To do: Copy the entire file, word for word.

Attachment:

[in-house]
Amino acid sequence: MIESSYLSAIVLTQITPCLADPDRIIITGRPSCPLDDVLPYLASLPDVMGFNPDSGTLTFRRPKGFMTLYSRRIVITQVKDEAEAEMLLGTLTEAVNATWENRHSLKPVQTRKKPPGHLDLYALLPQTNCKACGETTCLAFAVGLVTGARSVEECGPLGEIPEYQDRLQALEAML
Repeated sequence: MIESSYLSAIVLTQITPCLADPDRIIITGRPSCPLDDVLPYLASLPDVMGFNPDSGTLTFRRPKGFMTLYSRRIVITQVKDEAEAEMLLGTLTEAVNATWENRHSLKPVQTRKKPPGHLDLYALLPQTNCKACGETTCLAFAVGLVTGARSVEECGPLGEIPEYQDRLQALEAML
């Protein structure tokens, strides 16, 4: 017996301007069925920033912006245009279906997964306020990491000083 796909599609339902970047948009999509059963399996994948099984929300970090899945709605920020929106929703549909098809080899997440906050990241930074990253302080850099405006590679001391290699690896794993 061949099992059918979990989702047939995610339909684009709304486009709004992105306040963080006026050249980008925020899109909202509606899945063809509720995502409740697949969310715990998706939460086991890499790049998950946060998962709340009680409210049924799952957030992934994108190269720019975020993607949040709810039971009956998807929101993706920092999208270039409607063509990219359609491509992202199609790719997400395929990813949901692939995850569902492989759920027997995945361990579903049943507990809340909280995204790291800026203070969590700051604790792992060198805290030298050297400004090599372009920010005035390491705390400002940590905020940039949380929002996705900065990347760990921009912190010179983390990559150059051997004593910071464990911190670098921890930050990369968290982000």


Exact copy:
[in-house]
Amino acid sequence: MIESSYLSAIVLTQITPCLADPDRIIITGRPSCPLDDVLPYLASLPDVMGFNPDSGTLTFRRPKGFMTLYSRRIVITQVKDEAEAEMLLGTLTEAVNATWENRHSLKPVQTRKKPPGHLDLYALLPQTNCKACGETTCLAFAVGLVTGARSVEECGPLGEIPEYQDRLQALEAML
Repeated sequence: MIESSYLSAIVLTQITPCLADPDRIIITGRPSCPLDDVLPYLASLPDVMGFNPDSGTLTFRRPKGFMTLYSRRIVITQVKDEAEAEMLLGTLTEAVNATWENRHSLKPVQTRKKPPGHLDLYALLPQTNCKACGETTCLAFAVGLVTGARSVEECGPLGEIPEYQDRLQALEAML
């Protein structure tokens, strides 16, 4: 017996301007069925920033912006245009279906997964306020990491000083 796909599609339902970047948009999509059963399996994948099984929300970090899945709605920020929106929703549909098809080899997440906050990241930074990253302080850099405006590679001391290699690896794993 061949099992059918979990989702047939995610339909684009709304486009709004992105306040963080006026050249980008925020899109909202509606899945063809509720995502409740697949969310715990998706939460086991890499790049998950946060998962709340009680409210049924799952957030992934994108190269720019975020993607949040709810039971009956998807929101993706920092999208270039409607063509990219359609491509992202199609790719997400395929990813949901692939995850569902492989759920027997995945361990579903049943507990809340909280995204790291800026203070969590700051604790792992060198805290030298050297400004090599372009920010005035390491705390400002940590905020940039949380929002996705900065990347760990921009912190010179983390990559150059051997004593910071464990911190670098921890930050990369968290982000």